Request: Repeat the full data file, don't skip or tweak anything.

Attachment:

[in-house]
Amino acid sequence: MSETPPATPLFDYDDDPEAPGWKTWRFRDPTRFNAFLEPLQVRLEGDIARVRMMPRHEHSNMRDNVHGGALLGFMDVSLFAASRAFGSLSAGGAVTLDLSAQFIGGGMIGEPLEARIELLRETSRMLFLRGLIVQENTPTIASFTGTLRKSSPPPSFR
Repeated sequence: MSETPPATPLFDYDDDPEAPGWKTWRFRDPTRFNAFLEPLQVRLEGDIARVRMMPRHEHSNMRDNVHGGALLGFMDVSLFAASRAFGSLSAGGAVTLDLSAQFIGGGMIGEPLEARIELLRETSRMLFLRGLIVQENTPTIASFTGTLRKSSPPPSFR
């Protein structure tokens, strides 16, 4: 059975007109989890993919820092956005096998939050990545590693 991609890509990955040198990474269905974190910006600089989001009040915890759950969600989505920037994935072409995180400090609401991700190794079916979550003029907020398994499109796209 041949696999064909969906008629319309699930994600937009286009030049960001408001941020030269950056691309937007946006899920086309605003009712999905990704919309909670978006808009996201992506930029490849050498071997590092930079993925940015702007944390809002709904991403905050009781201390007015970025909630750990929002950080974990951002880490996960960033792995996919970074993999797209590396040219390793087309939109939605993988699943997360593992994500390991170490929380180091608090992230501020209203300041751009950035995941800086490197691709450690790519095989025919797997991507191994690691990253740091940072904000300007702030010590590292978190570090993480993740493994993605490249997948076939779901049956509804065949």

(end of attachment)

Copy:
[in-house]
Amino acid sequence: MSETPPATPLFDYDDDPEAPGWKTWRFRDPTRFNAFLEPLQVRLEGDIARVRMMPRHEHSNMRDNVHGGALLGFMDVSLFAASRAFGSLSAGGAVTLDLSAQFIGGGMIGEPLEARIELLRETSRMLFLRGLIVQENTPTIASFTGTLRKSSPPPSFR
Repeated sequence: MSETPPATPLFDYDDDPEAPGWKTWRFRDPTRFNAFLEPLQVRLEGDIARVRMMPRHEHSNMRDNVHGGALLGFMDVSLFAASRAFGSLSAGGAVTLDLSAQFIGGGMIGEPLEARIELLRETSRMLFLRGLIVQENTPTIASFTGTLRKSSPPPSFR
């Protein structure tokens, strides 16, 4: 059975007109989890993919820092956005096998939050990545590693 991609890509990955040198990474269905974190910006600089989001009040915890759950969600989505920037994935072409995180400090609401991700190794079916979550003029907020398994499109796209 041949696999064909969906008629319309699930994600937009286009030049960001408001941020030269950056691309937007946006899920086309605003009712999905990704919309909670978006808009996201992506930029490849050498071997590092930079993925940015702007944390809002709904991403905050009781201390007015970025909630750990929002950080974990951002880490996960960033792995996919970074993999797209590396040219390793087309939109939605993988699943997360593992994500390991170490929380180091608090992230501020209203300041751009950035995941800086490197691709450690790519095989025919797997991507191994690691990253740091940072904000300007702030010590590292978190570090993480993740493994993605490249997948076939779901049956509804065949």